Updated: Mar 20, 2020
“Indigenous Artists Gathering 2015 — Minneapolis, Minnesota”
By Ashley Minner, Lumbee Tribe of North Carolina
First Published by Alternate ROOTS
Way back in deepest, darkest winter – on February 24th, to be exact – a message from ROOTS member Andrea Assaf appeared in my inbox and brightened my day. It was a special invitation to attend an Indigenous Artists Gathering in Minneapolis, MN as a representative of ROOTS. The invitation, from Pangea World Theater and Art2Action Inc., in partnership with the First Peoples Fund and New England Foundation for the Arts (NEFA) read: “During the pilot phase of developing the National Institute for Directing and Ensemble Creation … it was glaringly obvious that many of the existing theater networks did not include any Native-identified, First Peoples or Indigenous artists …”
Present at this historic, unprecedented convening were representatives of Native communities from Alaska all the way to Panama. This is not to say that all Native communities were represented, nor that everyone who should have been there was there. But it was a good start, with space and time to discuss who was absent from the conversation and how to get us all together in the future.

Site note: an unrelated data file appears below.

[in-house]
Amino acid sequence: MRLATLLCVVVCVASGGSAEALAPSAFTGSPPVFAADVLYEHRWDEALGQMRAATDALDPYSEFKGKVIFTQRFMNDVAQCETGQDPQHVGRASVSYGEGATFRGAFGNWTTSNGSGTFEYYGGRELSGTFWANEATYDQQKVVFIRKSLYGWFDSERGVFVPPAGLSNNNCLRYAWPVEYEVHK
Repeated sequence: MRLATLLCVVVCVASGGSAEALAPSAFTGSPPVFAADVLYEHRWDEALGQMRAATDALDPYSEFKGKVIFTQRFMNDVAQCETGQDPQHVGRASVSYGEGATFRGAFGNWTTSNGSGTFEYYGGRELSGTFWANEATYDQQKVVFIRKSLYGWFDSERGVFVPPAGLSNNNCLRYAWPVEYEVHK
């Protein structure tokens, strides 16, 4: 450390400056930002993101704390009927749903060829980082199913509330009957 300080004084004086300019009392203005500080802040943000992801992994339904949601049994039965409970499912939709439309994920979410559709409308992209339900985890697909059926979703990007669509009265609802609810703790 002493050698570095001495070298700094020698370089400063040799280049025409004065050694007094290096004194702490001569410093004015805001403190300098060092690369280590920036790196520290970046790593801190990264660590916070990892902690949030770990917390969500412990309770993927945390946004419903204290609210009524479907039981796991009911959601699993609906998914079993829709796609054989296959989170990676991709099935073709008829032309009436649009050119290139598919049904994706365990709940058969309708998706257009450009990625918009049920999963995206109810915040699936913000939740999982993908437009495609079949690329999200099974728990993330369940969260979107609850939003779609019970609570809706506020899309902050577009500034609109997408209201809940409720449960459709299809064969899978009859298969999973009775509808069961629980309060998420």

[Quoting Mr. William S. Yellow Robe Jr.:] “…Part of this reconciliation is that we have to identify our pasts. Everyone in the theater wants to move forward and I agree that has to happen, but let’s not forget our past. Let’s not forget those that broke ground that made it possible for all of these other groups to exist.”
…In the legacy of settler colonialism — which, by definition, never really ends — Native people have to disappear. They are a “‘present absence’ in the U.S. colonial imagination, an ‘absence’ that reinforces, at every turn, the conviction that Native peoples are indeed vanishing and the conquest of Native land is justified.”[ii] Being that blood was shed on the land upon which we stand…We should acknowledge Native communities wherever we live and work on this land.